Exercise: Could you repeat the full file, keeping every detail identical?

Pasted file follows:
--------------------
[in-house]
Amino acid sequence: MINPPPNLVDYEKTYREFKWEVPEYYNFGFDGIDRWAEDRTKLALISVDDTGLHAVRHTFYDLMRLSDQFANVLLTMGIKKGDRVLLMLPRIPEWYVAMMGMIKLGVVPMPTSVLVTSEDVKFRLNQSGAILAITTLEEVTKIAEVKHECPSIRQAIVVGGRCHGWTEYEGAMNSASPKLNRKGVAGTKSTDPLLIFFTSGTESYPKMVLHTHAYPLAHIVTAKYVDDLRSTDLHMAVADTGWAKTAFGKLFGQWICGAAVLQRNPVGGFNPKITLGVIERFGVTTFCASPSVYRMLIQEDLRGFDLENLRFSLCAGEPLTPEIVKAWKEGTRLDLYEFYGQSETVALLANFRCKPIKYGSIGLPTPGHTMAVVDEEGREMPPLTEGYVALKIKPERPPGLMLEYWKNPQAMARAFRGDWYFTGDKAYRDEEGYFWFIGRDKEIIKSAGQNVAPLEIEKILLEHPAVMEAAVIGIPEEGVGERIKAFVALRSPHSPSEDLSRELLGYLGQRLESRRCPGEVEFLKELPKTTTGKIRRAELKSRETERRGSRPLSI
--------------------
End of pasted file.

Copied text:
[in-house]
Amino acid sequence: MINPPPNLVDYEKTYREFKWEVPEYYNFGFDGIDRWAEDRTKLALISVDDTGLHAVRHTFYDLMRLSDQFANVLLTMGIKKGDRVLLMLPRIPEWYVAMMGMIKLGVVPMPTSVLVTSEDVKFRLNQSGAILAITTLEEVTKIAEVKHECPSIRQAIVVGGRCHGWTEYEGAMNSASPKLNRKGVAGTKSTDPLLIFFTSGTESYPKMVLHTHAYPLAHIVTAKYVDDLRSTDLHMAVADTGWAKTAFGKLFGQWICGAAVLQRNPVGGFNPKITLGVIERFGVTTFCASPSVYRMLIQEDLRGFDLENLRFSLCAGEPLTPEIVKAWKEGTRLDLYEFYGQSETVALLANFRCKPIKYGSIGLPTPGHTMAVVDEEGREMPPLTEGYVALKIKPERPPGLMLEYWKNPQAMARAFRGDWYFTGDKAYRDEEGYFWFIGRDKEIIKSAGQNVAPLEIEKILLEHPAVMEAAVIGIPEEGVGERIKAFVALRSPHSPSEDLSRELLGYLGQRLESRRCPGEVEFLKELPKTTTGKIRRAELKSRETERRGSRPLSI